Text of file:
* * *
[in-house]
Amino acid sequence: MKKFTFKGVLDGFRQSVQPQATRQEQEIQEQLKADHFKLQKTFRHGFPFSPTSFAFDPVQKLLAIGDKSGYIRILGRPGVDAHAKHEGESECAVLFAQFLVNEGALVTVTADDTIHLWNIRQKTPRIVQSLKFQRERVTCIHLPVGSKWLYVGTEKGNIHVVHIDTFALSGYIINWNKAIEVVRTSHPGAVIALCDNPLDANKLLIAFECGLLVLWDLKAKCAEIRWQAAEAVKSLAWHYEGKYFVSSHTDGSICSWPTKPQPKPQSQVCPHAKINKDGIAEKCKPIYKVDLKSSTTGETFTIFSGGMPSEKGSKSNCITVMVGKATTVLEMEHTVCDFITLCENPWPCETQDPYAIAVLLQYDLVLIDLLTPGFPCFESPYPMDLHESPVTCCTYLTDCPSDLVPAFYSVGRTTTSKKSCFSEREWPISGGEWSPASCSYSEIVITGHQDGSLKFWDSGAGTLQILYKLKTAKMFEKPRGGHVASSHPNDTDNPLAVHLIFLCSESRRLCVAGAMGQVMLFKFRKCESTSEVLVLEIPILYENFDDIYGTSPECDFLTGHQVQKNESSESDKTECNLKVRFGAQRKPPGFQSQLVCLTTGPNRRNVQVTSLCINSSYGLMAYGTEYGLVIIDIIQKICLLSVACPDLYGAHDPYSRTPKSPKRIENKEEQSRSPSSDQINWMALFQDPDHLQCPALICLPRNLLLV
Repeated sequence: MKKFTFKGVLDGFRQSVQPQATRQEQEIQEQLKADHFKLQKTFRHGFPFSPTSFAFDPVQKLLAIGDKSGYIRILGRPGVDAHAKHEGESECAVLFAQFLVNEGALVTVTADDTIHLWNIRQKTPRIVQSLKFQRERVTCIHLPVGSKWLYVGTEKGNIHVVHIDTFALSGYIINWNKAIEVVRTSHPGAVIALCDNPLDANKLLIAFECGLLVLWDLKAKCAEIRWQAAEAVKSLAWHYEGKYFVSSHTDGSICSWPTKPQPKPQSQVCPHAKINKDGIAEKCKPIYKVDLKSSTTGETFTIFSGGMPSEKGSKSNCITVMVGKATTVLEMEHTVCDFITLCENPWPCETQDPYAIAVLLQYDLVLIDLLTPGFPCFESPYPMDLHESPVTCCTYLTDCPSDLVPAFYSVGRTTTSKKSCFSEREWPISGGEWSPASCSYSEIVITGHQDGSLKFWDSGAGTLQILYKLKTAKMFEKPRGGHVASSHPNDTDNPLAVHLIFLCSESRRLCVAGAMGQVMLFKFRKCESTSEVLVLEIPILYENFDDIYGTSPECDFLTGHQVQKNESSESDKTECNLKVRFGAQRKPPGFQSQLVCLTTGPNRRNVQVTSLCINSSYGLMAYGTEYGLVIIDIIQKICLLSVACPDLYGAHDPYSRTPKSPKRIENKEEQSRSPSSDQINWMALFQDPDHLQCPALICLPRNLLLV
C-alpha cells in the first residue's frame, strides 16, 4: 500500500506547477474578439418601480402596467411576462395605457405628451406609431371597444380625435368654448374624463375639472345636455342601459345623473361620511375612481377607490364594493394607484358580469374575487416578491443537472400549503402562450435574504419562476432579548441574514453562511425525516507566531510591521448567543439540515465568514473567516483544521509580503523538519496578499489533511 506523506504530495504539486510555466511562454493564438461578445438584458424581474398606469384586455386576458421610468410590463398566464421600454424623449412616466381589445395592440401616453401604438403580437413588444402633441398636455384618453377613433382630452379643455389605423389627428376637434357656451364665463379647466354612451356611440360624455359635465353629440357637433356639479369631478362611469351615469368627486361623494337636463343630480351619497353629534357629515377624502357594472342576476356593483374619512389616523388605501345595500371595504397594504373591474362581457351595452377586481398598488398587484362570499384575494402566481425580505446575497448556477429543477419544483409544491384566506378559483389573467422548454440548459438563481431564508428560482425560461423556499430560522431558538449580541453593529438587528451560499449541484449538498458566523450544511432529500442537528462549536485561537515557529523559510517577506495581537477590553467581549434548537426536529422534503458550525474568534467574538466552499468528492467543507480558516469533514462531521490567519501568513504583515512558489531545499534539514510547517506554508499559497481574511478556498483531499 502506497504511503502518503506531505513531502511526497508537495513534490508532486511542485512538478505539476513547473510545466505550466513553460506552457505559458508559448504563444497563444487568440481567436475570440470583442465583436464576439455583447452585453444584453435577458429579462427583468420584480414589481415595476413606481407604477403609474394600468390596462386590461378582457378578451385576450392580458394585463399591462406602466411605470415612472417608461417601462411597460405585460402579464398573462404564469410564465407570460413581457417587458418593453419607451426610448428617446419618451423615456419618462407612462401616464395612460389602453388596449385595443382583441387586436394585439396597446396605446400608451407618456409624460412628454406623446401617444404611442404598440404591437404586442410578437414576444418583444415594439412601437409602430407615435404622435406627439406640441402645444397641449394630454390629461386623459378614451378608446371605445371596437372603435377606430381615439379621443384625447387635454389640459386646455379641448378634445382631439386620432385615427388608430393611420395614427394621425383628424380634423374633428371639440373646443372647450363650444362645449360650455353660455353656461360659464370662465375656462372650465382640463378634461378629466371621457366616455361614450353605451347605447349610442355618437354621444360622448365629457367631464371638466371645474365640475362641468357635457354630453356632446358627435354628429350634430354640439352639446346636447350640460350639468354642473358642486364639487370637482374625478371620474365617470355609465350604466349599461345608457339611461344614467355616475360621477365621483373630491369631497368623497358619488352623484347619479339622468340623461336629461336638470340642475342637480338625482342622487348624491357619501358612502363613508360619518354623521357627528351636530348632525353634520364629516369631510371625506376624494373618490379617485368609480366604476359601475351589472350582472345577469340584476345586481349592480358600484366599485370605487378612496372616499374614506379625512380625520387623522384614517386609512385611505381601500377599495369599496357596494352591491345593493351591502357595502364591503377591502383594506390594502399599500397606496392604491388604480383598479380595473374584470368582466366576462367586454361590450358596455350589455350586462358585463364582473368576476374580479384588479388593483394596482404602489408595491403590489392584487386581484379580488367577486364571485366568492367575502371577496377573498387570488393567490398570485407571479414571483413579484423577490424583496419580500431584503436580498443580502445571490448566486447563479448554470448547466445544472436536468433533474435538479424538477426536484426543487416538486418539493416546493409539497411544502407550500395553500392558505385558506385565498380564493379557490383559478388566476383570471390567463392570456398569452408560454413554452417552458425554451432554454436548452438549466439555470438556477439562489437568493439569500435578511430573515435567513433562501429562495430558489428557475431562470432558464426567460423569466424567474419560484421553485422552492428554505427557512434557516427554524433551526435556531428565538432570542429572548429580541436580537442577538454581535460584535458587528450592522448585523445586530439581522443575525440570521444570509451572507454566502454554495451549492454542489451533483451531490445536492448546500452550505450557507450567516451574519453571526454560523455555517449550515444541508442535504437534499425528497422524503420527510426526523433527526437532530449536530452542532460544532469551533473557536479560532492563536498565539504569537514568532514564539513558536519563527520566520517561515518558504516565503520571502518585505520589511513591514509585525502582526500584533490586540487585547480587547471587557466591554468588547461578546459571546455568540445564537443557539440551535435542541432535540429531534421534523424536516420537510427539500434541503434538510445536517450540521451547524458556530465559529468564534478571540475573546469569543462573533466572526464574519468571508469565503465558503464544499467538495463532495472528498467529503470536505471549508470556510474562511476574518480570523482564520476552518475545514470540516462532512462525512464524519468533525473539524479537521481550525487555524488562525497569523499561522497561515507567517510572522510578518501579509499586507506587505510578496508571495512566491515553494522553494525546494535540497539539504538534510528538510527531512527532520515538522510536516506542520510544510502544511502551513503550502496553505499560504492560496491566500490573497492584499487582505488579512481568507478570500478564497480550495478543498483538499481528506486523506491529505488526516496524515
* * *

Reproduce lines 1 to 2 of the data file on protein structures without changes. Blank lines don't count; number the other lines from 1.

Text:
[in-house]
Amino acid sequence: MKKFTFKGVLDGFRQSVQPQATRQEQEIQEQLKADHFKLQKTFRHGFPFSPTSFAFDPVQKLLAIGDKSGYIRILGRPGVDAHAKHEGESECAVLFAQFLVNEGALVTVTADDTIHLWNIRQKTPRIVQSLKFQRERVTCIHLPVGSKWLYVGTEKGNIHVVHIDTFALSGYIINWNKAIEVVRTSHPGAVIALCDNPLDANKLLIAFECGLLVLWDLKAKCAEIRWQAAEAVKSLAWHYEGKYFVSSHTDGSICSWPTKPQPKPQSQVCPHAKINKDGIAEKCKPIYKVDLKSSTTGETFTIFSGGMPSEKGSKSNCITVMVGKATTVLEMEHTVCDFITLCENPWPCETQDPYAIAVLLQYDLVLIDLLTPGFPCFESPYPMDLHESPVTCCTYLTDCPSDLVPAFYSVGRTTTSKKSCFSEREWPISGGEWSPASCSYSEIVITGHQDGSLKFWDSGAGTLQILYKLKTAKMFEKPRGGHVASSHPNDTDNPLAVHLIFLCSESRRLCVAGAMGQVMLFKFRKCESTSEVLVLEIPILYENFDDIYGTSPECDFLTGHQVQKNESSESDKTECNLKVRFGAQRKPPGFQSQLVCLTTGPNRRNVQVTSLCINSSYGLMAYGTEYGLVIIDIIQKICLLSVACPDLYGAHDPYSRTPKSPKRIENKEEQSRSPSSDQINWMALFQDPDHLQCPALICLPRNLLLV